Northwest Arkansas Times from Fayetteville, Arkansas on June 13, 1974 · Page 1
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Northwest Arkansas Times from Fayetteville, Arkansas · Page 1

Fayetteville, Arkansas
Issue Date:
Thursday, June 13, 1974
Page 1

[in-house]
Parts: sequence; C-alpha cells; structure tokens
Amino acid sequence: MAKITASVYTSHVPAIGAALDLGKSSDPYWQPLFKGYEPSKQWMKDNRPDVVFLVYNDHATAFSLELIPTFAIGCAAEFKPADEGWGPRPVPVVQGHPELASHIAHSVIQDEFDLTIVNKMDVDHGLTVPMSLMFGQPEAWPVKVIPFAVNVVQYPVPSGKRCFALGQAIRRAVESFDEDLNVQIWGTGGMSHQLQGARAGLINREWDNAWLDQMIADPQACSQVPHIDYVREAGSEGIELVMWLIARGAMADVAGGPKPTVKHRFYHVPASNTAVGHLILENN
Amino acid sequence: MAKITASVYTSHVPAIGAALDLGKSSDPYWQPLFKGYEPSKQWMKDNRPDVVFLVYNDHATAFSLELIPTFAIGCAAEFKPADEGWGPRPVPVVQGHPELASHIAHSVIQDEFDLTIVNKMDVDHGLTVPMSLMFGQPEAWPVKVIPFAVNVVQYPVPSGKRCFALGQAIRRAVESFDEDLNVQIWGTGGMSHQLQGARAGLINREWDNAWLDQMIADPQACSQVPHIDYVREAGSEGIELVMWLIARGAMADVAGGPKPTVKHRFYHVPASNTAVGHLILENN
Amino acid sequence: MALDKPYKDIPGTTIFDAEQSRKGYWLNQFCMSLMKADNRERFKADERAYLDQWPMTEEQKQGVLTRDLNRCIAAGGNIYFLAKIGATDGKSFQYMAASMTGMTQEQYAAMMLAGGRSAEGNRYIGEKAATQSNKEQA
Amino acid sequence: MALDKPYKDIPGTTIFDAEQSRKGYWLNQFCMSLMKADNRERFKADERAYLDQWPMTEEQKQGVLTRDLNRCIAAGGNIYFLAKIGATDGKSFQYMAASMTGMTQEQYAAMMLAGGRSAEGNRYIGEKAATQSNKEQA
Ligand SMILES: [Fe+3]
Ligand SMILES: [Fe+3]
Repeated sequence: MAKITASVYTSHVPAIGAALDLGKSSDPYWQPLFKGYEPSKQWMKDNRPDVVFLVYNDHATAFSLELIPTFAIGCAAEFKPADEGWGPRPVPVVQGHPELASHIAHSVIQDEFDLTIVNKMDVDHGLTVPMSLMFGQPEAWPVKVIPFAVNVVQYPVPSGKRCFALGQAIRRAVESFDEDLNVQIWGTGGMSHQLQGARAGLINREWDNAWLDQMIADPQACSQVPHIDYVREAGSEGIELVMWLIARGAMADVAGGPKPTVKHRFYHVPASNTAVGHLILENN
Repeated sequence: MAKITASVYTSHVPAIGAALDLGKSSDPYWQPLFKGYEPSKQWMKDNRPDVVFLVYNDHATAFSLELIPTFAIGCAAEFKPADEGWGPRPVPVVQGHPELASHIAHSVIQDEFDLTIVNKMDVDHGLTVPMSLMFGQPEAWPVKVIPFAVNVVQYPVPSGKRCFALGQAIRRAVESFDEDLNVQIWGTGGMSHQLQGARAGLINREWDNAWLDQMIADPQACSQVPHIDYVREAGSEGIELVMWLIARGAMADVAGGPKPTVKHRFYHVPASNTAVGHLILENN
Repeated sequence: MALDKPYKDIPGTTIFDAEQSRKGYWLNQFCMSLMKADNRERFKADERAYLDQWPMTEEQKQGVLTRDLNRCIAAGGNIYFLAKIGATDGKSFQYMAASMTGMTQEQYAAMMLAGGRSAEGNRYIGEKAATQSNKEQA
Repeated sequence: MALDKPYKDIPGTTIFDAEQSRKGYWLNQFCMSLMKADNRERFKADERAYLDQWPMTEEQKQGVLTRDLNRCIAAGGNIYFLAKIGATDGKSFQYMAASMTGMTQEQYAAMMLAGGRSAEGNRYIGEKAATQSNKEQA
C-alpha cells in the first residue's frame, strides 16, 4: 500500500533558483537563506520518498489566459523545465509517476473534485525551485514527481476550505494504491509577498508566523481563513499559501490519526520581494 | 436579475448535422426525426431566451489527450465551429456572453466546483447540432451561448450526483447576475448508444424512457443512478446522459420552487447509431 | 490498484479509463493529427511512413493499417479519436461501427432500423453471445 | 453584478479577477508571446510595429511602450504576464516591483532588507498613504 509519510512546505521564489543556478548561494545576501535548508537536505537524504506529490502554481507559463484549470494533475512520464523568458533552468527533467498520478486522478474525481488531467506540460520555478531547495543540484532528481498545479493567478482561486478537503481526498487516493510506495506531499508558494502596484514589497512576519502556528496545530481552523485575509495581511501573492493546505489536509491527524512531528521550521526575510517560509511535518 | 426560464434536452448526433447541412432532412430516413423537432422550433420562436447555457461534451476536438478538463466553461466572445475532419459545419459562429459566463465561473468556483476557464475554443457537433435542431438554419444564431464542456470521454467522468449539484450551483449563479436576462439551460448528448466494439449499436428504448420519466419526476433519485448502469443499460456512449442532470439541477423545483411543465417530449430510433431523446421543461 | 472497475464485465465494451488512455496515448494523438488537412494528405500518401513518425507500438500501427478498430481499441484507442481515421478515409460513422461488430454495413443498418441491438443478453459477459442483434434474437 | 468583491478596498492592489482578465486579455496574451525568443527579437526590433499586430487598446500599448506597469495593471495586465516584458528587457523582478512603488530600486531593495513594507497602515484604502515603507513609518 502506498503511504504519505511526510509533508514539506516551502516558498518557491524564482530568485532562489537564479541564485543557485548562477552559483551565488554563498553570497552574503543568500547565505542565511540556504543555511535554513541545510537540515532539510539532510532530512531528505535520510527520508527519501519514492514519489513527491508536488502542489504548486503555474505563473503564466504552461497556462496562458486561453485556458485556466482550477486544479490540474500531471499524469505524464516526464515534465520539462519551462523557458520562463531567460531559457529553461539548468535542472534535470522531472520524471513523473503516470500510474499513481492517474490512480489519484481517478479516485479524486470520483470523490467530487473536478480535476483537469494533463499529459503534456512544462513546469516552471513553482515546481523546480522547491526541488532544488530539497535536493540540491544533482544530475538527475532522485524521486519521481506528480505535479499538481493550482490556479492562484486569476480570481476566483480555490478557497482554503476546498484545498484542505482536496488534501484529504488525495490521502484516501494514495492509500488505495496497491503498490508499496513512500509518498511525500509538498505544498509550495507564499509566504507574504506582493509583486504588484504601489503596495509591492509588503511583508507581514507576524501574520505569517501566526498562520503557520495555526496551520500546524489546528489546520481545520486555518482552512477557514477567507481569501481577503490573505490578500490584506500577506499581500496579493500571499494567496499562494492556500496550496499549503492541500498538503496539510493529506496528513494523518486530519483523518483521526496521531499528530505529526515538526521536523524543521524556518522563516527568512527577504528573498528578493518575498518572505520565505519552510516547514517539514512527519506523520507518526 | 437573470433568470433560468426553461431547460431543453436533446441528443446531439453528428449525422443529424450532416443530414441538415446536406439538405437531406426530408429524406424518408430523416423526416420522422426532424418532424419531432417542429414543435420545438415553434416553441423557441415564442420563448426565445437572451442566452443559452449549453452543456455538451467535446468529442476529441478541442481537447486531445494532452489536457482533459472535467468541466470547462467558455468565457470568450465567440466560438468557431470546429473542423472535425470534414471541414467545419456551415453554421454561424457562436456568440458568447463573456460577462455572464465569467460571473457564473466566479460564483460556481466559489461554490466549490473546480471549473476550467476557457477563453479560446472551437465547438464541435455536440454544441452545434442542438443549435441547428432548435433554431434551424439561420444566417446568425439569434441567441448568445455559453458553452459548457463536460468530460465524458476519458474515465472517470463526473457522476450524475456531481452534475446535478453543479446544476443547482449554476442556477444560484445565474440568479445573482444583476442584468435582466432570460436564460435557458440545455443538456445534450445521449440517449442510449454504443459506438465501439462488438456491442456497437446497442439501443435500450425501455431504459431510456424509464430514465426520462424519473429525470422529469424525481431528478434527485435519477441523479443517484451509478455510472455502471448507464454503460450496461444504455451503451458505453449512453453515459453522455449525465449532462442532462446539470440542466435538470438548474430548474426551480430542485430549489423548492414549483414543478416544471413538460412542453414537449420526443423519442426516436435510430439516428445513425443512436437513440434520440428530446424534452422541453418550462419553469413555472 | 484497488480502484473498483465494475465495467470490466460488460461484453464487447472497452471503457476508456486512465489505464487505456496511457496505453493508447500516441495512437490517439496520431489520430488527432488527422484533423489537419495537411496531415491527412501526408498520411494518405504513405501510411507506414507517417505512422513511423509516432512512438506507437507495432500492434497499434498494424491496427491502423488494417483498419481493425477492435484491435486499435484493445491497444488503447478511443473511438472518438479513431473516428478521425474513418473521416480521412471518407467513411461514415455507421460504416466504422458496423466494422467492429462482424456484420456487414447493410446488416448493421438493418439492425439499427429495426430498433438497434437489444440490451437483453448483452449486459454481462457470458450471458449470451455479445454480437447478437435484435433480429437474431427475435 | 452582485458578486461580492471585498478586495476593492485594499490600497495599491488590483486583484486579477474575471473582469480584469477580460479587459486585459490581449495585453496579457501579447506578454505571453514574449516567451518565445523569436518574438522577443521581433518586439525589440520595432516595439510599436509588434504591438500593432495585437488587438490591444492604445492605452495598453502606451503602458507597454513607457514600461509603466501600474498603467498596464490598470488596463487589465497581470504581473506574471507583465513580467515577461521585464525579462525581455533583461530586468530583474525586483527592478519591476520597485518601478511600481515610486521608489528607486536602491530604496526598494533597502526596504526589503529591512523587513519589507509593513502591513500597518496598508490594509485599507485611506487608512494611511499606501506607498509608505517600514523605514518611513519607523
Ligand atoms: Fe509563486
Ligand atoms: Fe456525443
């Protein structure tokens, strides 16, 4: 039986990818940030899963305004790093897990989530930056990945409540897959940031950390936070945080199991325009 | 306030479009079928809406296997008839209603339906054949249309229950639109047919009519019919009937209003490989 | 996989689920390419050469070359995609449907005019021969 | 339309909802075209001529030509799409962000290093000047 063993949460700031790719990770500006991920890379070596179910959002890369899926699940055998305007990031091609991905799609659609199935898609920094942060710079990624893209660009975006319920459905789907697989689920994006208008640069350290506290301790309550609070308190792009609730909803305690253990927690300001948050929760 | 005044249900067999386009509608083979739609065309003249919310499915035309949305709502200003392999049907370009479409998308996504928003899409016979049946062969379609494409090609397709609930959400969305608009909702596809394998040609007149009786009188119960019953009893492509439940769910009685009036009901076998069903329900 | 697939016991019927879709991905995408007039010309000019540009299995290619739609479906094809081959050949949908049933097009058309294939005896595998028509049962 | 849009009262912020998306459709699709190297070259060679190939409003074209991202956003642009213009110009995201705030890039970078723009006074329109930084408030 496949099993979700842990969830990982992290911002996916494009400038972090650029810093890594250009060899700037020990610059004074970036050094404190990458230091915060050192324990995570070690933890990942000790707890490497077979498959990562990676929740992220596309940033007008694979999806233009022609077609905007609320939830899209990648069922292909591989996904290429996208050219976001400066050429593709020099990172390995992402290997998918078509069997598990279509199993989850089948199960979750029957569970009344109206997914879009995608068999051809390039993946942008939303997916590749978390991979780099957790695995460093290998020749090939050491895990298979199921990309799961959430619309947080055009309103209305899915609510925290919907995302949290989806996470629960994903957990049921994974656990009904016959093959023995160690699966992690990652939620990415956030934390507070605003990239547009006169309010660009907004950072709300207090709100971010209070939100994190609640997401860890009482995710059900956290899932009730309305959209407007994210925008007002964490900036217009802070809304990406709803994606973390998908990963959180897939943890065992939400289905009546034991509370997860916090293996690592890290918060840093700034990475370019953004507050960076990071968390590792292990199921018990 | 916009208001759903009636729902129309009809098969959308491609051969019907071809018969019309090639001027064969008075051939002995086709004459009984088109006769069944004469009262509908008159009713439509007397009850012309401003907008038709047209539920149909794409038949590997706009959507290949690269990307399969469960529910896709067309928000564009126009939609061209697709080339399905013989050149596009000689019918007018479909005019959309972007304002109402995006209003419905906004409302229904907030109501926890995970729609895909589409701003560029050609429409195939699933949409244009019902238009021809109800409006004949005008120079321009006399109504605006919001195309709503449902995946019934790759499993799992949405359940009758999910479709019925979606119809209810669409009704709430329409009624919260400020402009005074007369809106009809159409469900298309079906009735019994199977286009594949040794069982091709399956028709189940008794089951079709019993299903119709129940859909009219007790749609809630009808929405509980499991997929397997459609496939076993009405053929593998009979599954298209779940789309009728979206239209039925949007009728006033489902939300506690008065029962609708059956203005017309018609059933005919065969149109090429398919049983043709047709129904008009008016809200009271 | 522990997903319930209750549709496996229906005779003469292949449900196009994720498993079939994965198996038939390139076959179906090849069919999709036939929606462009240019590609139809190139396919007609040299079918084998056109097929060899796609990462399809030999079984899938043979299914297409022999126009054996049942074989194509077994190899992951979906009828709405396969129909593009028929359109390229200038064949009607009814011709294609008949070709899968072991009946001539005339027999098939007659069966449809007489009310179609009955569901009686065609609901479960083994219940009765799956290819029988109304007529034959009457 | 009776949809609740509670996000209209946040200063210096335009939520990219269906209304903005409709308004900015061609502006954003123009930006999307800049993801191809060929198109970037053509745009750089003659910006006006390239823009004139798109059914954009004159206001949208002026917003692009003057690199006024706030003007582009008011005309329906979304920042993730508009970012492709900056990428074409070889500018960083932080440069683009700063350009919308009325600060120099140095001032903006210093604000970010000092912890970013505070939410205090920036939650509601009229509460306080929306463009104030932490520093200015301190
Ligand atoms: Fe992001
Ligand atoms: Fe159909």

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INSIDi- Editorial 4 For women ....; « Sports ....:.-.,... K . : 13-15 Amusements 17 Comics ,.y .· 20 Classified -.-..;.; 21-24 114th YEAR-NUMBER 344 J}ort1)tucst The Public Interest Is The First Concern Of This Newspaper FAYETTEVIUE, ARKANSAS, THURSDAY, JUNE 13, 1974 LOCAL FORICAST- Kalr .to partly cloudy s k i e s and warmer temperatures ar» expected in Northwest Arkansas through Friday. Overnight low 56. Lows tonight in t n » low to mid 60s with highs Friday near 90. Sunset today 8:34; sunrise Friday 5:59, Weather map on page IS. ·£24 PAGES-TEN CENTS ALEXANDRIA, Egypt (AP) -- President Nixon and Presi- ent Anwar Sadat traveled by rain through the heartland of gypt today to the cumulative heers of more than a million iti'/.ens. Nixon promised to join Sadat n building "an era of coopera- on" centering on public and rivals U.S. aid. Visas For Two After 26 months of Irving lo leave (he Soviet Union, ballet dancer Vallery Panov and his wife were finally granted exit visas Wednesday lo go to Israel. Panov says he wants lo go to Kngland and the U.S. to thank all I hose who helped him gel the visas. Related slory on page 18. (AP Wire- Photo) Arab Guerrillas Kill Three Women In Attack On Kibbutz TEL AVIV (AP) Three Arab guerrillas wearing long hair nnd gnmiy headbands to look like hippie-style foreign v o l u n t e e r workers slipped across thn Lebanese border today, and killed three women and wounded three men in an Israel farming settlement, officials said . They said an off-duty paratrooper killed two of the terrorists, and the third blew himself up with his own explosives. In Beirut, the Popular Front for the Libcralion of Palestine -- General Command claimed responsibility for the attack and said the raid WRS "our reaction to the Nixon visit to the Arab world." But it said the attack was launched from "some base within Israeli territory' and not from Lebanese soil Nixon traveled to Alexandria, Egypt lortny. and the Arab commando assault came three days before his visit lo Israel. It brought the number of terrorist victims in Israel to 49, including 31 children, in the past two months. Semi-official Lebanese sources in Beirut snid Israeli border artillery pounded the south Lebanese village of Ebles S a k e near the Israeli border in apparent reprisal for the raid. The Israeli state radio put the number of terrorists at four, hut the northern commander, Maj, Gen. Raphael Eytnn, said Ihe remains of the terrorists' bodies were so badly blasted that the exact number could not definitely be con firmed. Eytan said tw.o of the terrorists were s h o t by armed civilian niL-mbers of the kibbutz, and the others "apparently blow themselves up" with the terrorists. BELOW GOLAN HEIGHTS The terrorists, who apparently slipped across the border from Lebanon, attacked the little Israeli f a r m i n g settlement of Shamir below the foothills of the Golan Heights, Ihe' Israel command said. One of the, women killed in today's raid was a volunteer ims were from the settlement. The guerrillas who claimei ·esponsibility for today's rai iad demanded tha release o 100 Palestinians from Israel jrisons within six hours, bu shortly after Ihe demand wa delivered to newsmen the guer (CONTjMTOED ON PAGE TWO from Zealand, said resi- , dents of Shamir, who kept her identity secret until her famil was notified. The two other vie Open Hearings Eyed By Panel WASHINGTON (AP) -- Pla ;ucd by leaks, the Hous ludiciary Committee is consid cring making public most o :he evidence it has received in its impeachment inquiry. Meanwhile, the Nixon admin slration is renewing calls fo ,he committee to open up it proceedings. The committee's staff i screening the evidence, packe in 2B thick looseleaf notebooks :o determine what should sti ae kept secret, but. a commitle m-ajoriy appears ready to re lease the rest quickly. The proposal to do so cam at, a meeting Democrats hasti! Wednesday committee called by C h a i r m a n Peter W Rociino Jr., D-N.J., after new slories based on commute leaks appeared. The leaks dealt with Sncre tary of State Henry A. Kissin t'er's role in the wiretapping o government officials and news tien. Meanwhile, Vice Presirien Gerald R. Ford and preside! tial counselor Dean Bnrch a eu.scd the committee of dam aging Kissinger's reputation. STRONG ARGUMENT Ford said "this leak proces i the House Judiciary Com millee is a very strong argi mont for . . . the committee I open up its hearings and lt. (n public see 'first-hand, m through the leak process. Ir information they're getting Burch said Rodino " to have lost control" seeme over th (CONTINUED ON PAGE TWO) 'entering On Public, Private Aid Nixon Promises Cooperation With Egypt Talking with reporters as the special train rolled through the lllages in the fertile farmlands : the Nile Delta between Cairo nd Alexandria, Sadat said: "I want you to tell the Amerian people that the most natu- al thing is for us lo be riends." Nixon and Sadat sat on the pen end of a century-old coach Gilbow Pleads No Contest To Bid Violation Washington County Judge Vol jester's top Essistant, Lonnie B 3ilbow of Springdale, who was ndicted by a county Grand Jury last spring, peladed "no contest" to one of the jury's charges Wednesday in Washing 'on Circuit Court. Gilbow was accused of pur chasing termite killer with county funds without following he bidding procedure set ou y Arkansas law. The chargi s a misdemeanor and came i maximum fine of SI,000 with ]o imprisonment. On recommendation of Pro seculini; Attorney Mahton Gib- Circuit Judge Maupin Cumings set the fine at $250. The "no contest" plea is no a profession of guilt, but simplj mplics that the defendant wil lot contest the charge agains him. However, it does allow thi court to fix sentence, just a! a guilty "plea would. RELEASES STATEMENT Gilbow released a statemen Wednesday after he entered th plea, saying that the p l e a meant, "that T agree to accep responsibility for a technica violation of the cumbersom procedures set forth in the sta tute." Gilbow added that would like lo stress that thi plea does not alter my prevlou statements that I am innocen of any conscious wrong-doing." The statute involved stales ii part that counties must tak nformal bids on purchase totaling m o r e than $1,000 Gilbow was accused of pur chasing more than $1,000 wort] of Chloradanc, without bids. a pesticide The charge arose as part the grand jury's invcstigatio of purchasing by Ihe count judge's office. The jury's report said t h a t the "law awardin contracts for t h e delivery o goods by bids has been violate repeatedly. "Even though there may hav been no intent on the part o Ihe county judge fo break th law, he appears grossly negl gent in not checking to see tha it was being followed." ACCEPTS RESPONSIBILITY In his slatcment to the press Gilbow said Wednesday that h lakes responsibility for what h terms a "procedural foul-up, but he stressed that he had i n t e n t t o defraud. " T h violation for which I liav agreed to accept responsibilit requires neither an i n t e n t defraud nor any intent of an kind -- criminal or otherwise.' "There was no evidence, Gilbow said, "of any bencf flowing to me from the tran. action." Gilbow was also charged wil a felony -- larceny by baile -- as a result of the gran j u r y ' s investigations. T i charge involves a IflfiS Will^ Jeep belonging to the county. That case is expected to con- lo t r i a l in July. once used by Khedive Ismail, who opened the Suez Canal. An American helicopter circled over the train, and some 10,000 Egyptian Iroops were deployed along the route, primarily to keep the surging throngs off Ihe tracks. Egyptian security agents predicted as many as 10 million persons would turn out to see [he flag-decked, 13-car train as it moved through the fertile Nile delta to the ancient port the Greeks founded on the Mediterranean. Nixon and Sadat were re- axed and obviously enjoying the clear weather, enthusiastic crowds and happy children running alongside the train. After their mtdafternoon ar- rival, Nixon and Sadat were to] talk at the Has el Tin Palace. After an early-evening reception President and Mrs. Nixon were giving a slate dinner, reciprocating for the banquet the Sadats gave for Ihem Wednesday night in Cairo. The two presidents return to Cairo by helicopter Friday to visit the Pyramids. Nixon --AP Wirephoto EGYPTIANS CHEgR PRESIDENT'S VISIT .. .villagers watch and many cheer as special train iciih Nixon and Sadat passes WHOLESALE PRICES UP WASHINGTON (AP) Despite falling farm and food prices, widespread increases on a broad range of industrial products pushed wholesale prices up sharply again in May, the government said ioday. The Labor Department reported that wholesale prices rose a seasonally adjusted 1.3 per cent last month, about the same as the rates in March and April but not as much as in Ihe December-February period. Unadjusted, the increase last month was 1.5 per cent. Four Escape Jail CORNING, Ark. (AP) -Four persons escaped from the Clay County jail at Corning early today after sawing bars off a jail window, a deputy sheriff said. Cloyce Pierce, chief deputy for the Clay County sheriff's office, identified Ihe four as Mike Campbell, 17. of near Corning. L l o y d Burkman, 3-1. of McDougal. Dennis flenfro, 22, and Roy Reed, 26, both of Knobel. WASHINGTON (AP) -- A 'ederal judge apparently has decided that a White House concession on executive privi- ege may enable John D. Ehrlichman to face an early trial 'n the Ellsberg break-in case. After two weks of legal drama, which cast doubts on w h e t h e r Ehrlichman would stand trial at all, U.S. District Judge Gerhard Geseli appears Ehrlichman To Check Files White House Concedes Executive Privilege to have struck a last-minute agreement with President Nix- files. access to White House Gesell has scheduled a hearing with defense and prosecution lawyers in his chambers today, at which time he is expected to clear up the f i n a l details. The accord still denies Ehrlichman the right to take his attorney into t h e White NEWS BRIEFS Radio, Rifle Stolen H. \V. Springstead of Pump Station Road told Washington County deputy sheriffs Wednesday that someone had broken info his residence during t h e dav. A radio and a .22 caliber rifle were (nken. Cagle Sentenced Rickie Wade Ciiglc. 17. Springdale, was Kentenccd lo two years in the stale penitentiary Wednesday atler plendim guilty in Washington Circuit Court lo a charge of uttering a forged instrument. H was the second offense for Cafile. 1 ' ' · Hand-Carried To White House Wiretap Summaries Said Given Nixon WASHINGTON (AP) -- Reports on wiretaps placed on government officials and newsmen went directly U) President Nixon, according to a s o u r c e f a m i l i a r with the surveillance program. The source told The Associated Press that FBI summaries of the material overheard on the taps were hand-carried to the While House and delivered to the President and lo Henry A. Kissinger. The taps were begun in May 1969, and in June 1970 the FBI was ordered to deliver the summaries to H.R. Haldeman, then White House staff chief, rather than lo Nixon and Kissinger. then the President's national iccurity adviser. The wiretaps, placed on 13 administration four newsmen officials and In an effort to discover the source of leaks of; classified information, were an issue at confirmation hearings on Kissinger's nomination to be secretary of state. They cropped up again when the House Judiciary Committee's impeachment staff began presenting evidence in closed session on domestic surveillance activities of the Nixon administration. Some committee members said they were given documents that showed Kissinger initiated wiretaps. Kissinger responded at a news conference in Salzburg, Austria, Tuesday that "innuendoes which now imply that new evidence contradicting my testimony (before the Senate Foreign Relations Committee) has come to light are without foundation." He urged that committee to rcoren hearings on the matter and threatened to resign if the issue is not resolved. Within hours, the Washington Post published an FBI memorandum dated May 13, 1973, which said: "It appears the project of placing electronic surveillance at the request of the White House had its beginning in a telephone call to Mr, J. Edgar Hoover on May 9, 1969, from Dr. Henry A. Kissinger." But the source interviewed by The Associated Press said his knowledge of Ihe wiretapping program seemed fo agree with Kissinger's version--that Kissinger basically had a passive role, p r i m a r i l y naming i n d i v i d - uals who had access to leaked material. The source said that on May 10, I960, the day after the Hoo-i ver-Kissingcr telephone call de-' scribed in the FBI memo, Alexander M. Haig Jr.. then Kissinger's deputy at the White House, met with William C. Sullivan, an assistant director of the FBI. Haig told Sullivan he was requesting wiretaps on behalf of "high authority" in the White House. The source said Haig never identified the high authority or mentioned Kissinger's name. Neither mentioned the Hoover-Kissinger telephone conversation. From lime to lime. Haig would call Sullivan and request that another individual IH placed under surveillance or he would order that an existing wiretap be discontinued. The summaries delivered to tha Whita Hou,-* wert In th* form of letters signed by Hoover. Ihe late FBI director. Kissinger told the Foreign Relations Committee lhat beginning in the summer of 1970 "nil these reports went to Mr. Haldeman's office and not to nine." From then on, he said, he re- .civeil only those reports Sullivan said contained "information of sufficient gravity." In a s t a t e m e n t issued May 22, 1973. Nixon said that at a lime when the administration was engaged in sensitive foreign policy negotiations "news accounts appeared in 1969, which were obuously based on leaks--some of them extensive and detailed--by people having access lo the most highly clas sified security materials." Nixon said he authorized the (CONTINUED ON PACE TWO) Shop Burglarized About $2,500 worth of goods vore reported missing Wednesday from Ihe shop of James L. Powell of Elkins. Powell said the items, which included several manifolds and carburetors, tools, and two four- specd transmissions, w e r e aken between 6:30 p.m. Tuesday and 2 a.m. Wednesday. Harden Enters Pico William E. Harden, 17. Little Rock, pleaded guilty Wednes day in Washington Circuit Courl .o a charge of burglary and grand larceny. Circuit Judge M a u p i n Cum mings took the plea under advisement for two years on condition t h a t Harden spend 90 days in Iho county jail. Harden was accused of taking wheels and tires from Troy's Freeway Service Station ir. FayclteviHe. Arraignment Set Robert J. Kitzman, 25, of West Shady Grove Road Springdnle, is to he arraigned Friday teforc Federal Magistrate Walter Niblock on charges of interstate transportation ol stolen motor vehicle. K i t z m a n was arrested Tiies day by Springdale police ir connection with the theft of a car in Denver. Colo, and the Iransnortation of the same car to Springdale, Tho theft reportedly occurcr) on Feb. 28. 1974. K i t / m a n is being held in the Faycttevttle city jail in lieu of [oiise vault that houses his iles. Nonetheless. Gesell said in a u r r i e d 1 y called hearing Vednesday: "We have prog- essed substantially. The claim f perpetual executive privilege las been removed." At issue was the question of whether Nixon or Gesell would lecide what documents in the ^resident's control would be idmiUnri as evidence in the rial, scheduled to be'gLn Monlay. SUBSTANTIAL CHANGE Although Gesell said Werines- lay there has been a "substan- ial change' 1 from what Nixon Deviously had permitted, the 'resident still Is retaining di- $5.000 ment. bond pending arraign Said Ill-Informed NEW YORK (AP) -- Tmpris oned Jeb Stuart Magruder say? the Watergate transcripts in dicatc to him that Presides Nixon and his top aides wen ill informed or "were trying li put something on the ta pe foi their own uses." eel control over the files Eh- lichman left in the White iouse when he resigned as a iresidential assistant. Gesell, in courtroom hear- ngs, has described Nixon as 'bordering on obstruction" and iceused him of using offensive actics in the White House response to subpoenas Ehrlichman issued for the files . Claiming executive privilege. leaves for Saudi Arabia Friday afternoon. For Nixon's arrival from Austria Wednesday, the Egyptian government turned, out huge crowds to cheer the i\v presidents as they took the seven-mile drive from Cairo's in- ernational airport to the Kub- beh Palace. Official estimates of the welcoming crowd ranged from hundreds of. thousands to 2 million. They screamed, they chanted and they waved srgns reading "God Bless Nixon." though some spelled it "Nikson." A few tried unsuccessfully to break through the police lines to touch the visiting President, TEMPERS ENTHUSIASM Sadat tempered the enthusiasm a bit with his toast at the state dinner in the garden of the Kubbch Palace. He told the 600 guests the cease - fire arranged w i t h American help between the Arabs and the Israelis are precious and important, but they are not enough. He warned that if there are to he no future misunderstandings, it must be realized that a just peace in the Middle East depends almost entirely on a settlement of the Palestinian quesiun. Signaling strongly that the United States must face up to this "crux of the whole problem," Sadat declared: "There is no other solution on the road to a durable peace. 1 ' The Egyptian leader said Nixon's visit signifies a change in the traditional American policy of virtually unqualified support for Israel. "We welcome this change, with all its political and psychological significance," be said. But he added that *'we are facing a turning point" that will determine if cease-fires can he turned into real peace --and that will be accomplished only by a redress of tbe wrongs done the Palestinian nation by Israeli aggression. RINGING PHRASES Nixon in response praised Sadat in ringing phrases but gave no answer to his bid for support of the Palestinians. He said, "I did not come . . ; with ready-made solutions for these complex problems, some of which go back over many years" and which require concentrated and probably lengthy efforts to overcome. However, he pledged that 'the United States will play a Dositive role" in finding a solution. Nixon also made no comment on a second point raised by Sadat: That Egypt, "through peaceful means or by might," is going to regain all the Egyptian territory occupied by Israel in the 1967 war. Instead Nixon spoke of Sadat's major leadership in the region and praised him as a man who can move beyond the problems of his own country in Lhe interest of peace. Fair Weather Seen By The Associated Press Fair weather has been forecast for Arkansas through Fri- Vtxon has alone may said Ehrlichman view the material iml t h a t his f o r m e r aide could not take notes. Go-soil had said! in prclrial tea rings that it was unacccp- able to deny E h r l i c h m a n the right to have his attorney company him in reviewing 28 (CONTINUED ON PAGE TWO) day, continuing the trend set yesterday when the rains left the state. The stationary front t h a t was lying across Arkansas yesterday has moved on southward and high pressure is again the main weathermaker in the state. Skies should be f a i r to partly cloudy with warmer temperatures through Friday. Today's high temperaturei ill climb into the mid 80s while tonight's low temperatures will fall into the 60s. The mercury is expected to climb to DO for Friday's afternoon high. Winds will be south to southwesterly at mostly five to ten miles an hour today and tonight. Senators Sponsor Resolution Praising Secretary Of State WASHINGTON (AP) -- Thir:y-nine senators are co-sponspr- n£ a Senate resolution praising Secretary of State Henry A. Kissinger as a patriotic American "whose integrity and veracity are above reproach." The bipartisan group includes !our members of the Senate Foreign Relations Committee, which Kissinger has asked to determine whether he lied last September about his role in na- ;icmal security wiretapping. Kissinger said this week that ic will resign if attacks on his integrity are not cleared up. "I certainly hope he doesn't resign," Sen. John Sparkrnan, D-Ala., said today. Spark-man, a senior member of the committee, was one of the initial co-signers of a handwritten resolution of confidence in 'Kissinger presented to the Senate Wednesday by Sen. James B. Allen. D-Ala. Kissinger told the committee ast September his role In the wiretapping of government officials and newsmen was limited o identifying persons with access to information of the tvpa leaked. However, news reports have told of a larger Kissinger role in the wiretapping. Sen. Barry Ooldwaler, R- Ariz.. said Wednesday that The Washington Post committed an "act of treason" in printing secret FBI documents that con- radict Kissinger's version of the wiretapping matter. Also Wednesday, a f o r m e r Kissinger aide tiled suit against him. Nixon and other officials, accusing them of ordering illegal wiretaps on his telephone. The s u i t filed by Anthony I,ake alleges top memhers of the administration ordered installation of "electronic devices and surveillance equipment" on his telephone after he resigned from the National Security Council staft in 1970.